The next step after NaNoWriMo, an online challenge to write a novel of 50,000 words in 30 days, is to then spend 50 hours in one month to edit that piece of work. If you follow the online community challenge, NaNoWriMo occurs annually in November and NaNoEdMo follows in March.
However, my writing buddies and I decided to conduct our own challenge since we were a long way from November and we all wanted to start a new project. We would use the guiding principles of these two online events in our own time.
Now having completed NaNoWriMo, it’s time to begin NaNoEdMo and edit my manuscript. We set our deadline for completion as June 26, and I hate to say it, but here it is June 7th and I haven’t so much as hovered my mouse over the file.
I should be excited about reaching this part of the writing process, but I find myself procrastinating and conveniently finding so many other “things to do”. I think it’s because I wasn’t really ready to write my novel when we started the challenge, so my initial passion for the story fizzled somewhere in the middle as I struggled to come up with the old “what happens next?” routine, and I forced myself to reach the end anyway.
With that said, I think my approach to NaNoEdMo will be to:
First – read the manuscript. In my effort to adhere to the challenge’s prescribed guideline to turn off my inner editor, I wouldn’t re-read the previous day’s work; which is something I always do when I write any length of fiction. I find myself now a stranger to my own tale. It’s kind of a weird feeling. (I should add that AhHa moment to my list of NaNoWriMo lessons learned – read my previous day’s work, just make “editor” notes in the margin as the means to avoid editing when I’m supposed to be writing).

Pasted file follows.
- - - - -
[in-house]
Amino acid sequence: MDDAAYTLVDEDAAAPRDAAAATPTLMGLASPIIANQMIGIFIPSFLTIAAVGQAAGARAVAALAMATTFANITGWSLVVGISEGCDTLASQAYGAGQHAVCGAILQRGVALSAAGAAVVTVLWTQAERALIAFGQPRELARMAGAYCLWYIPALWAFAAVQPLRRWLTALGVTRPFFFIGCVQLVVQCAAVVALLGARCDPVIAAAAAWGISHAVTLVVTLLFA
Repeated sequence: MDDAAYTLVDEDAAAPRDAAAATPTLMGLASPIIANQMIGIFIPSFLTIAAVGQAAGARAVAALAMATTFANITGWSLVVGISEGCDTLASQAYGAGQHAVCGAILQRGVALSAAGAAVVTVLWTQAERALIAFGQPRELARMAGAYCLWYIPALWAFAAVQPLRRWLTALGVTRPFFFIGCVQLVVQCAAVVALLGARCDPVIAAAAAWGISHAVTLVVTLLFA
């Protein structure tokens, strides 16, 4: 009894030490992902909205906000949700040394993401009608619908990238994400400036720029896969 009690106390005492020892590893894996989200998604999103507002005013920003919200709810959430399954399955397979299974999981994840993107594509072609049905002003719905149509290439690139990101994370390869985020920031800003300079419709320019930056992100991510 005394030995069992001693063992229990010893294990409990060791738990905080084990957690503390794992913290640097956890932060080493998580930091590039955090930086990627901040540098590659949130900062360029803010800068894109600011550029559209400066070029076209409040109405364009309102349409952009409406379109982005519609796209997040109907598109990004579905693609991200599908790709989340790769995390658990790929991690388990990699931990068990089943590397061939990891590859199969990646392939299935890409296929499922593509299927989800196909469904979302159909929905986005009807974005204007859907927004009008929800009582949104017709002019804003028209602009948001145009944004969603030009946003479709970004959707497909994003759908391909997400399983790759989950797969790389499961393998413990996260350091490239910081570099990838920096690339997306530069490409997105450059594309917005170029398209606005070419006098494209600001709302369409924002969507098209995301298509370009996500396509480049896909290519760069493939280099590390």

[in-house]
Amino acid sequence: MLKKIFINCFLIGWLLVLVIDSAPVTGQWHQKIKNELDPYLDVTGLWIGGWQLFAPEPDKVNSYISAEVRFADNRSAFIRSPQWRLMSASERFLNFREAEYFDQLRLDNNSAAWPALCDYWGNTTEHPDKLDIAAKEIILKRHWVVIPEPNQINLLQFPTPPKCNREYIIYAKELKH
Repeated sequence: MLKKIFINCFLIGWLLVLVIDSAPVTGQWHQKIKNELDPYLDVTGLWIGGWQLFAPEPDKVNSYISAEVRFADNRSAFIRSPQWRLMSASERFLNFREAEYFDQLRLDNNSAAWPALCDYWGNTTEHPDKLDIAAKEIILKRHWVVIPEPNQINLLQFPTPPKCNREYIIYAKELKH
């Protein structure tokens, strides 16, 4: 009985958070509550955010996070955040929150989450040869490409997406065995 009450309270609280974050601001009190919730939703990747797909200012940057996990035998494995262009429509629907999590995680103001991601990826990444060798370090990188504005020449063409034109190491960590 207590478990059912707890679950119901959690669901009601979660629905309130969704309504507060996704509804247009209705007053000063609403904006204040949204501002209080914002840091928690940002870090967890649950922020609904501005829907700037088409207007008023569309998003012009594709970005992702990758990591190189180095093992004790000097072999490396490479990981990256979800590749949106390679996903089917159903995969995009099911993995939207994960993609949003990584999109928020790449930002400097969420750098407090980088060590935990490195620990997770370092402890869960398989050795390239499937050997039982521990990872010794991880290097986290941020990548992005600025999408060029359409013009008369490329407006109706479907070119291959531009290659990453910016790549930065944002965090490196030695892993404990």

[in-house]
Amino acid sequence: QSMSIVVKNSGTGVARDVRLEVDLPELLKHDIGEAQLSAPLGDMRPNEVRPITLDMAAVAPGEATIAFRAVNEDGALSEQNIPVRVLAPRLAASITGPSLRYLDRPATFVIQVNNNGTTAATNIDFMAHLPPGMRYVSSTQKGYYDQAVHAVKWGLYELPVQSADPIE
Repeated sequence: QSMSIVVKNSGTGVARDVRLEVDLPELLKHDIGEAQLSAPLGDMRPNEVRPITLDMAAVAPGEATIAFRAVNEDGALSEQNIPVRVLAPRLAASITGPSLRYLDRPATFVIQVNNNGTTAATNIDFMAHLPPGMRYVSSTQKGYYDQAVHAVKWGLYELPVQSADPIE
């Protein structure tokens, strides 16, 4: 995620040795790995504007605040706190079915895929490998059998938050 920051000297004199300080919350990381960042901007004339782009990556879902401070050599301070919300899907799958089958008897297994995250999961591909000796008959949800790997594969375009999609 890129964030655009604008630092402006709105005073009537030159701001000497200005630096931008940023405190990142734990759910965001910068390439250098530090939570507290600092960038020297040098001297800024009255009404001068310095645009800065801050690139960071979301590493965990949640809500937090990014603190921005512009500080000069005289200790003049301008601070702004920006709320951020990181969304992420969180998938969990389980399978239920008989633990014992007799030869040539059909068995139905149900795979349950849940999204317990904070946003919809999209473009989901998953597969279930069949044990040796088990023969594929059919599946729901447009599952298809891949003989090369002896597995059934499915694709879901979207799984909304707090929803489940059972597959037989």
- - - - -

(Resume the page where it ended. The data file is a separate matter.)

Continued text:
Second – if I feel the story is worthy of an edit/rewrite vs. discard, then I’ll spend the time now to work on the plot outline, character sketches, and main theme before I start reworking the manuscript – even if that means missing my deadline (heads up Buddies!).
Lastly, these busy summer days seem to consume my every moment with distractions that keep me from putting my pen to paper and fingers to keyboard. I will designate a manuscript editing time each evening (before I’m too tired to do quality work) and allow myself time each morning to work on my new story ideas and writing prompt exercises.
So here goes nothing…wish me luck! I hope my manuscript is better than I expect.